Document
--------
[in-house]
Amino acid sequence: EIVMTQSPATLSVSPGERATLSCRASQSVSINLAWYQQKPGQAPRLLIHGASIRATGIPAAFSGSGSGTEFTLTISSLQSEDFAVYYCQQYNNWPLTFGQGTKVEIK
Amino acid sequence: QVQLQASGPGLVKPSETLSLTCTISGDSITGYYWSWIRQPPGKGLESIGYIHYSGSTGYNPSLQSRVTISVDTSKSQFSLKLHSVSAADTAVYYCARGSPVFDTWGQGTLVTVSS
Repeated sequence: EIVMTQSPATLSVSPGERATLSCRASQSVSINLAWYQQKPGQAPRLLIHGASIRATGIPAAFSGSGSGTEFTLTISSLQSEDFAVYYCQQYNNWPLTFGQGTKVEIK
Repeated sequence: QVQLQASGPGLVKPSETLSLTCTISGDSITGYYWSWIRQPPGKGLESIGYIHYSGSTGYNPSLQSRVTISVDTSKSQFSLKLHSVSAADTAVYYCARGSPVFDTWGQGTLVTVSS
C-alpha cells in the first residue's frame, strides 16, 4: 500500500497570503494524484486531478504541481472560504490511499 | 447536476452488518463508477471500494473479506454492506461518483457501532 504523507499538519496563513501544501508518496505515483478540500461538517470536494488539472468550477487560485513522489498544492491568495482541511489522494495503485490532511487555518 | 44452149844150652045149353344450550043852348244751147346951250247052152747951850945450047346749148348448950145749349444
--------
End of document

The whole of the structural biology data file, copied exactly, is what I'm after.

[in-house]
Amino acid sequence: EIVMTQSPATLSVSPGERATLSCRASQSVSINLAWYQQKPGQAPRLLIHGASIRATGIPAAFSGSGSGTEFTLTISSLQSEDFAVYYCQQYNNWPLTFGQGTKVEIK
Amino acid sequence: QVQLQASGPGLVKPSETLSLTCTISGDSITGYYWSWIRQPPGKGLESIGYIHYSGSTGYNPSLQSRVTISVDTSKSQFSLKLHSVSAADTAVYYCARGSPVFDTWGQGTLVTVSS
Repeated sequence: EIVMTQSPATLSVSPGERATLSCRASQSVSINLAWYQQKPGQAPRLLIHGASIRATGIPAAFSGSGSGTEFTLTISSLQSEDFAVYYCQQYNNWPLTFGQGTKVEIK
Repeated sequence: QVQLQASGPGLVKPSETLSLTCTISGDSITGYYWSWIRQPPGKGLESIGYIHYSGSTGYNPSLQSRVTISVDTSKSQFSLKLHSVSAADTAVYYCARGSPVFDTWGQGTLVTVSS
C-alpha cells in the first residue's frame, strides 16, 4: 500500500497570503494524484486531478504541481472560504490511499 | 447536476452488518463508477471500494473479506454492506461518483457501532 504523507499538519496563513501544501508518496505515483478540500461538517470536494488539472468550477487560485513522489498544492491568495482541511489522494495503485490532511487555518 | 44452149844150652045149353344450550043852348244751147346951250247052152747951850945450047346749148348448950145749349444